June 29, 1995 | Commentary on National Security and Defense
President Clinton may be willing to close the street in front of the White House to guard against fence climbers and potential truck bombers. But he resolutely sticks his head in the sand when it comes to the need to defend America against possible missile attack.
Recently, one of the president's top national security advisors told Congress, in effect, "don't worry, be happy," because there isn't any nuclear threat now and probably won't be one for many years to come. Thanks, I feel so much safer.
Apparently, if Deputy Undersecretary of Defense Jan Lodal is to be believed, the administration's policy is to build a missile-defense system only after some rogue regime like North Korea or Iraq has in its possession ballistic missiles capable of striking Portland, Maine, Ogden, Utah, or some other U.S. town or city.
And even then, Lodal told lawmakers, according to the 1972 Anti-Ballistic Missile (ABM) Treaty -- a pact signed with the now defunct Soviet Union -- America could only erect "a limited defense." And by the way, he added, the ABM pact also means we would have to get Russia's permission before we start building!
The fact is that the threat of a ballistic missile attack against America's cities could become all too terrifyingly real very soon. And, presently, America is undefended.
Just last year the Pentagon's top intelligence experts told Congress for the first time that North Korea is developing a missile called the "Taepo Dong 2," with a range of up to 6,000 miles, which means it could strike New York or Boston.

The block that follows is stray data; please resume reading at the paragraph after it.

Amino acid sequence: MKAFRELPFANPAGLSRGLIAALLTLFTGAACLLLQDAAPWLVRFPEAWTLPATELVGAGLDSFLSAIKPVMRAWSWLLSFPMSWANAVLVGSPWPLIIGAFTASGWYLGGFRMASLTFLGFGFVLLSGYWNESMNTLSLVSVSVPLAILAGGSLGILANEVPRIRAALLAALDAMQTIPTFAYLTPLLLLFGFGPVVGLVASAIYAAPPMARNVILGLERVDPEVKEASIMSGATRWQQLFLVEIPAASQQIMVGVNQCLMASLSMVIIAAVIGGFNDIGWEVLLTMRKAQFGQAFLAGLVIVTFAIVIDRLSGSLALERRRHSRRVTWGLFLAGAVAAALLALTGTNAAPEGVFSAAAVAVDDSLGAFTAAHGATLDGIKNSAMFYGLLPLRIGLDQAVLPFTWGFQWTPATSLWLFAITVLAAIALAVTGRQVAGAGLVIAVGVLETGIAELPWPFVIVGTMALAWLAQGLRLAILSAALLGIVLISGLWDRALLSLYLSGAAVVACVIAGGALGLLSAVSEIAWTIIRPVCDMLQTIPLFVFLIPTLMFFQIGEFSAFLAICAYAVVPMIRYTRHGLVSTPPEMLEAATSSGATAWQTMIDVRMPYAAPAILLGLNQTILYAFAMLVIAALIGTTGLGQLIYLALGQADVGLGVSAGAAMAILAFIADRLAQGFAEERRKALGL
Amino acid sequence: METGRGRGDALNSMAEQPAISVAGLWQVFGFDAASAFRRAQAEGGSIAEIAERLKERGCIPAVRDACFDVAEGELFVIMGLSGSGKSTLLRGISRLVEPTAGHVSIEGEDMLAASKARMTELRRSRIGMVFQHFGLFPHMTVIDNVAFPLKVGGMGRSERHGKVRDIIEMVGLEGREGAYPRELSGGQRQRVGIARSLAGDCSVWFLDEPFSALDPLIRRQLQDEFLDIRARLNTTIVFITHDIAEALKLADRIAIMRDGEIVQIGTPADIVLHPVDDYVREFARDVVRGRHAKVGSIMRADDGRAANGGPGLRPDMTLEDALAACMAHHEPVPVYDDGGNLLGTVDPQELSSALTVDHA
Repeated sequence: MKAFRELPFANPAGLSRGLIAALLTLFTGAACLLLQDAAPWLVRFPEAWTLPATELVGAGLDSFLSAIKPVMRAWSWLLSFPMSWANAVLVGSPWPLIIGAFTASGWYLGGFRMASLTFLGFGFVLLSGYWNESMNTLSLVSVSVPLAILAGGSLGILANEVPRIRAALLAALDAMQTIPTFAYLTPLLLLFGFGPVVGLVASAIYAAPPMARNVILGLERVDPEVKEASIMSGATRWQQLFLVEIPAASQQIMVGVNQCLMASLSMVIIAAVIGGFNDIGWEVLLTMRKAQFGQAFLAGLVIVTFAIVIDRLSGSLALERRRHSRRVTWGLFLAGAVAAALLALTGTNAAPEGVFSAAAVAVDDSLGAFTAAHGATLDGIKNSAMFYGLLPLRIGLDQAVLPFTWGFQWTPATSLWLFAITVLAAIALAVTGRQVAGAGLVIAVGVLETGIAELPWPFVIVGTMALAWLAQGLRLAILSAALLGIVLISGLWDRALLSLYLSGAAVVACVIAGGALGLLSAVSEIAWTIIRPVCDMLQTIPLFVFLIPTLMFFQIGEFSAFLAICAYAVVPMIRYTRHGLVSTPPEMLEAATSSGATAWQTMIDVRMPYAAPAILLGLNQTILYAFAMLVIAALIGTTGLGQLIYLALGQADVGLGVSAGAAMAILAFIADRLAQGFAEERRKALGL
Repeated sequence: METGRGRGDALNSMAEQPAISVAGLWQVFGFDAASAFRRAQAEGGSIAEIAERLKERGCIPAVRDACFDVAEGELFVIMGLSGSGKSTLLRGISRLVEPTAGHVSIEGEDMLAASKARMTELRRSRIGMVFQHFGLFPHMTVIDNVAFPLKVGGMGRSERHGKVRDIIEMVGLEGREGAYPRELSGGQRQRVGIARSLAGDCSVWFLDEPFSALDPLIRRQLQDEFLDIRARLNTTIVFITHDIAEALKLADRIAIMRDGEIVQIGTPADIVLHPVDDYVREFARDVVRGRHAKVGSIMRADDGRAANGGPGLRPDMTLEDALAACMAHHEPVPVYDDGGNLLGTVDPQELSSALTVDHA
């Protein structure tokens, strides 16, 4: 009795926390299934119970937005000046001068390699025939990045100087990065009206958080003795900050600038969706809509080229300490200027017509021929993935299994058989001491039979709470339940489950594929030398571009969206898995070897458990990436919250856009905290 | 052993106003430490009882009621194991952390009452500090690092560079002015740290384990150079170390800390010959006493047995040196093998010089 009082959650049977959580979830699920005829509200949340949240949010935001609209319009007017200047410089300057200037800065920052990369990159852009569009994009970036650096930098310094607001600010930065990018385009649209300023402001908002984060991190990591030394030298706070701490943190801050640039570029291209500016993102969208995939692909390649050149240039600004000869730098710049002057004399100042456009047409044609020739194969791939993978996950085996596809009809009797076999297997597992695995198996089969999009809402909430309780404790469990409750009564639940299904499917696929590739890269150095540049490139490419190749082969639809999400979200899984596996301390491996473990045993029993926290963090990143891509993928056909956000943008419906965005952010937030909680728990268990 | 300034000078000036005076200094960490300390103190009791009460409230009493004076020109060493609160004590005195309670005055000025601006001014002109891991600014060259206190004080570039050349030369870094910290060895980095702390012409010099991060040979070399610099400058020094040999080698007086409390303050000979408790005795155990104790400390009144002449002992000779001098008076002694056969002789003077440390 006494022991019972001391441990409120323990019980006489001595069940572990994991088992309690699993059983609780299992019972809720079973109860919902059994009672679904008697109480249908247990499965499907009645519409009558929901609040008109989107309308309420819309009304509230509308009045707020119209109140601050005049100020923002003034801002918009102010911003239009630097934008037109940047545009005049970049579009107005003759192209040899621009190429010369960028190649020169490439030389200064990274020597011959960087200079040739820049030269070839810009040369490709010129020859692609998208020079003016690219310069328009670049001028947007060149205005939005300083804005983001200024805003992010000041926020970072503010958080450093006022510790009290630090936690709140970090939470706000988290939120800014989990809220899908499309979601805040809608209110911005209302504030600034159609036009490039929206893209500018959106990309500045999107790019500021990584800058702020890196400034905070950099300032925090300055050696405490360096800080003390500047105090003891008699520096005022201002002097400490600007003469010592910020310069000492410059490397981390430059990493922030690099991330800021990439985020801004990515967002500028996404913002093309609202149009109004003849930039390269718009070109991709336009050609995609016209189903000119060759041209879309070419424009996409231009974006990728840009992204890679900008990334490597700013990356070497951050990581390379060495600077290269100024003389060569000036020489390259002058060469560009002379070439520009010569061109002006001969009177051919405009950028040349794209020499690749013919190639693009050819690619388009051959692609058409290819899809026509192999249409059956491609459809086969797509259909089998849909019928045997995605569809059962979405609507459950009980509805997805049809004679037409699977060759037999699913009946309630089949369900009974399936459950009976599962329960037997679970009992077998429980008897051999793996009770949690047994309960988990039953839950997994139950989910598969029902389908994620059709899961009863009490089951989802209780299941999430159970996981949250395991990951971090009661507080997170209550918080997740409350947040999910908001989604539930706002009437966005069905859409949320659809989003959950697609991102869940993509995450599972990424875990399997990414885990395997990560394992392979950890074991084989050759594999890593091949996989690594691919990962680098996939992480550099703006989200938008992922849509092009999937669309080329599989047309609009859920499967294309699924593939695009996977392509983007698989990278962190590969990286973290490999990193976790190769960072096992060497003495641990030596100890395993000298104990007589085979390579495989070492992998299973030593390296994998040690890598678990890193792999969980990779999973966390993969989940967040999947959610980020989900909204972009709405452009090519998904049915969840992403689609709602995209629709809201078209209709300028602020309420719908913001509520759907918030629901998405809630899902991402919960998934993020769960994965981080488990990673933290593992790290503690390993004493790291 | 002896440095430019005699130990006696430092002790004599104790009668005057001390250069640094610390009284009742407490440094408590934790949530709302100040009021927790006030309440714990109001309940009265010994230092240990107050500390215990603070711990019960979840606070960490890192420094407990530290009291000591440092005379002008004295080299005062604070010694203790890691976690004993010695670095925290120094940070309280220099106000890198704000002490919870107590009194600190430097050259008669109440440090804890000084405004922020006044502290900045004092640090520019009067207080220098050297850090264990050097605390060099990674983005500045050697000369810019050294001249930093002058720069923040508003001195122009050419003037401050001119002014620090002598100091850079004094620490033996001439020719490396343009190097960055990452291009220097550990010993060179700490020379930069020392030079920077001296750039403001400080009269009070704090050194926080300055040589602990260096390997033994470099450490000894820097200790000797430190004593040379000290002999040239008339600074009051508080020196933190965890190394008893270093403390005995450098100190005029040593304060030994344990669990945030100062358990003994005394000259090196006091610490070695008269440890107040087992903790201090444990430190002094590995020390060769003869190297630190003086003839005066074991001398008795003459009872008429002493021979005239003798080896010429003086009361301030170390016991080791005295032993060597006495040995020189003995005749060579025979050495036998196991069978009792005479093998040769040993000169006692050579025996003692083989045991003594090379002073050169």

Iran, Iraq, Libya and Syria -- not exactly known for their love of America -- also are working on nuclear weapons and the rockets to "deliver" them.
The potential threat is real -- and complicated further by the disintegration of the former Soviet Union. Nobody knows for certain that disaffected members of the former Soviet Red Army won't sell some rogue nation or terrorist group some of the 1,300-plus ballistic missiles now "controlled" by Russia. All it takes is one.
The People's Republic of China has an estimated 100 ballistic missiles. Its CSS-2, with a range of 1,860 miles, was recently sold to Saudi Arabia. Fortunately, Saudi Arabia is a U.S. ally -- but can President Clinton guarantee that the next CSS-2 buyer will not be a Saddam Hussein? In a few years, the list of nations capable of threatening the United States and its allies with ballistic missiles is likely to expand to 20 or more. How long before somebody pushes the button?
Most Americans have no idea that if America's leaders decided to do so, we could erect an effective missile-defense system within five years, capable of protecting the entire United States at a cost of only $4 billion to $5 billion.
The United States should erect defenses against ballistic missiles regardless of whether it "violates" the ABM Treaty, or what the Russians think about it. America has a sovereign right to defend herself. She should do so, and quit pretending the threats aren't really out there.
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Feulner, Ph.D. is president of The Heritage Foundation, a
Washington-based public policy research institute.